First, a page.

Seed World

Puritans and Blenders: A Deep Dive into Variety Mixtures

Niels Louwaars
Niels Louwaars

Discussions are ongoing in OECD with regard to the certification of variety mixtures in more crops than just the grasses and maize mixtures (such as for ‘refuge in the bag’). It is a discussion with several angles and taking a position seems on the one hand easy, but after further deliberation it may be more complex.

Our gut reaction is ‘no way’. We have been taught to carefully guard the identity of our varieties and hybrids and be very tough on off types and admixtures. Further, we have selected our varieties to optimally perform as pure stand, so why mix them?

And from a business point of view, we are wary of the risks when merchants start mixing our seeds with other varieties. After opening our bags, who will be liable for any performance problems? What will happen with our reputation in the market when the name of the merchant features big on the bag, and the variety names of the components somewhere small in the corner?

There are some lobby challenges though in this development. Biodiversity and nature conservation have been buzz-words for several decades now and has been encroaching on the agricultural areas as well. It starts with landscape level complaints about “‘billiard style’ Lolium grasslands, cereal deserts without any red, white and blue of poppies, chamomile and corn flowers, and miles and miles of boring maize.” The next step is more scientific: the functional biodiversity in agricultural lands, focusing on serving pollinators, and as ways to reduce crop protection chemicals. It translates in policies towards flowering field margins, landscape elements such as hedges and, increasingly researched, strip cropping where different crops are grown in one field, harbouring insects in one crop that eat pests in the other. It is all ecologically intricate to prove benefits and practically complex to integrate into the farming system, but increasingly possible for farmers to apply, given – in many cases – government financial support. So far fine for us, since these measures don’t touch the seed sector significantly, they even open up markets for flower seeds.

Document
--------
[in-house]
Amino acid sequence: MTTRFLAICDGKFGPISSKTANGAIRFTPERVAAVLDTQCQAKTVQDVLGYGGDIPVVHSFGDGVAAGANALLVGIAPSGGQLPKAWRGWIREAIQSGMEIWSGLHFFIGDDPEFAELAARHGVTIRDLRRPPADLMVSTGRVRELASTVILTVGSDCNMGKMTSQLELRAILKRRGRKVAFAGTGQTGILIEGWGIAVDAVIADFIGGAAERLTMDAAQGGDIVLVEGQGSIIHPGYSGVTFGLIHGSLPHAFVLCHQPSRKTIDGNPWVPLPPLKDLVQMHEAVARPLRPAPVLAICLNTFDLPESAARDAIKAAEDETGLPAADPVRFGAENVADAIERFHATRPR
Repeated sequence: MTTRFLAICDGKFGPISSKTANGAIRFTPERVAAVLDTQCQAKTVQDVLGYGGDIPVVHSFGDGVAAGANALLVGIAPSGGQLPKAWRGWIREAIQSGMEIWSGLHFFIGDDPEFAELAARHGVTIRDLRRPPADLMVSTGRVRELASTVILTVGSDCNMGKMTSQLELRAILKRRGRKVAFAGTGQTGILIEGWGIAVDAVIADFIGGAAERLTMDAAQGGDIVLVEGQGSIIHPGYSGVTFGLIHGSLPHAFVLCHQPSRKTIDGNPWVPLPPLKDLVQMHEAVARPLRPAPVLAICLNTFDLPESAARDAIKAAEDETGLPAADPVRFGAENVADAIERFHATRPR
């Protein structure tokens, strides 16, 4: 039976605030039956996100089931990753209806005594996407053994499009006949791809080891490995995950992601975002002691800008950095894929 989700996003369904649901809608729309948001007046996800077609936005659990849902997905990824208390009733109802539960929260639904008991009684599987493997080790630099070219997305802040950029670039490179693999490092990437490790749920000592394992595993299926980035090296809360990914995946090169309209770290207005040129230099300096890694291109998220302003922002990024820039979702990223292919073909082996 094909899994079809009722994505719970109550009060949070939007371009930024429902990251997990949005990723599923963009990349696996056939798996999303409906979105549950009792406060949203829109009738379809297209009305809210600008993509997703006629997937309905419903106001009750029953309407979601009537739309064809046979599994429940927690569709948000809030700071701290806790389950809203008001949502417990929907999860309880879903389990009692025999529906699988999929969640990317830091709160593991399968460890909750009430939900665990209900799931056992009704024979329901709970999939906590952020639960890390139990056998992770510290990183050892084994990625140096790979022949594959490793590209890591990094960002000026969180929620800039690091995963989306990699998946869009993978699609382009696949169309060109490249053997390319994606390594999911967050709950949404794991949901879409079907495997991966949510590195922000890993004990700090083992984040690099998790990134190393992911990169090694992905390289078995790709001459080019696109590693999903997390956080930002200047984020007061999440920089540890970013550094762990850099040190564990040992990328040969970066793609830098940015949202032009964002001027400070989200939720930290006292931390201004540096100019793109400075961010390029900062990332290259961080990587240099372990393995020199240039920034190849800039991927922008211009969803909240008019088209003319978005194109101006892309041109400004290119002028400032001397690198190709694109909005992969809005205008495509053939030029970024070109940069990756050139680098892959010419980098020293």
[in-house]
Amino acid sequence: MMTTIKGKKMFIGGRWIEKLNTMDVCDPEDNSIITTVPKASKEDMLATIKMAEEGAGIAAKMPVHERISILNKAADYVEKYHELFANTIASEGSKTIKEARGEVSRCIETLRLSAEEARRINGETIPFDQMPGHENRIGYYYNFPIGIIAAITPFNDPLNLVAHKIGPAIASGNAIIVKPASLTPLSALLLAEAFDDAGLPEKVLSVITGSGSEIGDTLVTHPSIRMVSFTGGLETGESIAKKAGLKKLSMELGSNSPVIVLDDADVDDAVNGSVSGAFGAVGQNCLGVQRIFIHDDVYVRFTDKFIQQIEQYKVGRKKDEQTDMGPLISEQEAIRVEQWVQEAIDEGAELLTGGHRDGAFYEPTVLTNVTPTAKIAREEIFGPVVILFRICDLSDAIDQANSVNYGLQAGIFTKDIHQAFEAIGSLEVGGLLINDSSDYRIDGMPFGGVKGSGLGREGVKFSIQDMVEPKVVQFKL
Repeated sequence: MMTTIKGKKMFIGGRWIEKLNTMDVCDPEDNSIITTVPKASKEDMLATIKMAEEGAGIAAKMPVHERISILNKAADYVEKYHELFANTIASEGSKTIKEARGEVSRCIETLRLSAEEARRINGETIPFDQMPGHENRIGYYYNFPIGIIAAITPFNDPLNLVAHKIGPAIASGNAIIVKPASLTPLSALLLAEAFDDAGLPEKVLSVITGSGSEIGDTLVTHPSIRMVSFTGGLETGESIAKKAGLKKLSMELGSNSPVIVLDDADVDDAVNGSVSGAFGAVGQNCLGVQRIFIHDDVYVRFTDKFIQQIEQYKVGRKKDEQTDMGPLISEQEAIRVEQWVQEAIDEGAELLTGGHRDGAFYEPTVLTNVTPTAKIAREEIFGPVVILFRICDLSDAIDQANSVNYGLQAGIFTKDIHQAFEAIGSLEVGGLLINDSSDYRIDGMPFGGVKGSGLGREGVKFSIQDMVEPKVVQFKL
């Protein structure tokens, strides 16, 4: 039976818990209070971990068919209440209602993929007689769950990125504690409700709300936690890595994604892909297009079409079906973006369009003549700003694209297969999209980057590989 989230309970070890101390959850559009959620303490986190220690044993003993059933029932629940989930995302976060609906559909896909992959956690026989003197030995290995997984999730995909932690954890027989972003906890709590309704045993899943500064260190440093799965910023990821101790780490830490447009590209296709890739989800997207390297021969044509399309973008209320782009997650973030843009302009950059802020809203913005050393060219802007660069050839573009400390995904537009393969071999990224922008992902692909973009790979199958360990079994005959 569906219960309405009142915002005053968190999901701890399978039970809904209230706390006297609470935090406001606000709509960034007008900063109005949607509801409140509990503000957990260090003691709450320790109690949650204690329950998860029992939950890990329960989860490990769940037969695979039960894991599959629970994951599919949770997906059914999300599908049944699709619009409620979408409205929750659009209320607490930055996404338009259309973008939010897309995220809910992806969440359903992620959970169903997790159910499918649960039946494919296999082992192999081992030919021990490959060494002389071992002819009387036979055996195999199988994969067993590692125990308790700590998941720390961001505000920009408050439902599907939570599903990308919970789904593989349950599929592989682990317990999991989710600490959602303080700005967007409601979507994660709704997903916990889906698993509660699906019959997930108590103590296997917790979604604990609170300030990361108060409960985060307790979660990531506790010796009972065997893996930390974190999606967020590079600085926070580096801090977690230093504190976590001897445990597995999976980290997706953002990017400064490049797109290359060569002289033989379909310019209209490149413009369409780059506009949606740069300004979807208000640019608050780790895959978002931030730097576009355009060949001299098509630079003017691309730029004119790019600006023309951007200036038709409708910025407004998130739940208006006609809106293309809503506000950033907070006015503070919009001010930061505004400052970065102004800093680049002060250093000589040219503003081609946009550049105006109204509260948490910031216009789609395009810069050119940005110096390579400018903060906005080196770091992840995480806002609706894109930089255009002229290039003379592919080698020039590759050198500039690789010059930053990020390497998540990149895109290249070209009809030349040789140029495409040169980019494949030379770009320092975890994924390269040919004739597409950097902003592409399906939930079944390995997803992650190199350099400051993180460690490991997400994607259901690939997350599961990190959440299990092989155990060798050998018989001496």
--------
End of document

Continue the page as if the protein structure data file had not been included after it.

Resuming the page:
The next level debate does affect us more directly though: diversity within the crop! There are, notably in the organic sector, people that say that diversity per se is functional, without needing any proof. Such ideas also take root in the context of ‘evolutionary breeding’, where populations are created that can re-shape themselves in the particular environment where they are grown. Even though promoted by some scientists with a real breeding background, I cannot understand that this could work towards an acceptable yield level. We have for so long been breeding against the forces of natural selection, which in the end produces only weedy ecotypes, that allowing natural selection to do the job seems senseless. Their simple message is that biodiversity is always good. Such simple messages can easily stick with policy makers without specific agro-ecological knowledge.

There are examples though of functional diversity within a crop. One relates to multiline breeding in cereals where different near-isogenic lines differing in rust resistance genes are grown together, providing functional benefits in a wheat field, that may provide easier resistance management than a stack of the same genes. This was tried a long time ago; it was extremely costly and time consuming to perform; and thus, commercially a disaster. But gene editing could promise a quick way to achieve the same. A more recent example is mixing snap-tolerant and -resistant maize hybrids so that the resistant ones keep their neighbours upright. Well-designed mixtures could create yield stability now that seasons appear to increasingly differ given the current experiences of climate change.

So, some visionaries have already started, but for most breeders the selection towards combining ability in this sense is likely a new challenge. It might furthermore be a daring issue for the seed production planners and marketeers as well. Of course, the agronomic and processing/consumption qualities such as maturity period, brewing quality and product uniformity of vegetables need to be guaranteed. Despite these many complexities, it may be worth to look into creating blends.

In the political reality that all biodiversity is good, arguing against varietal mixtures is a fight against windmills. And in the ecological reality that resilience may be hard to breed for in one genotype, I wonder whether arable crop breeders should learn from their forage colleagues who do select for mixing diversity in the bag, sell it under their own responsibility and brand name and thus keep a good grip on the market.

Because in the end, it could produce a better product for your customers and even support from agricultural policy makers.

Dare to blend but blend wisely!

Read More From Niels Louwaars:

We are the Guardians of Modern Agriculture!

When Will Bio-Reaganomics Finally Come to an End?

Sustainable Seed Systems, a Basis for UNFSS!

From Moral to Legal Obligation-Have We Done Enough?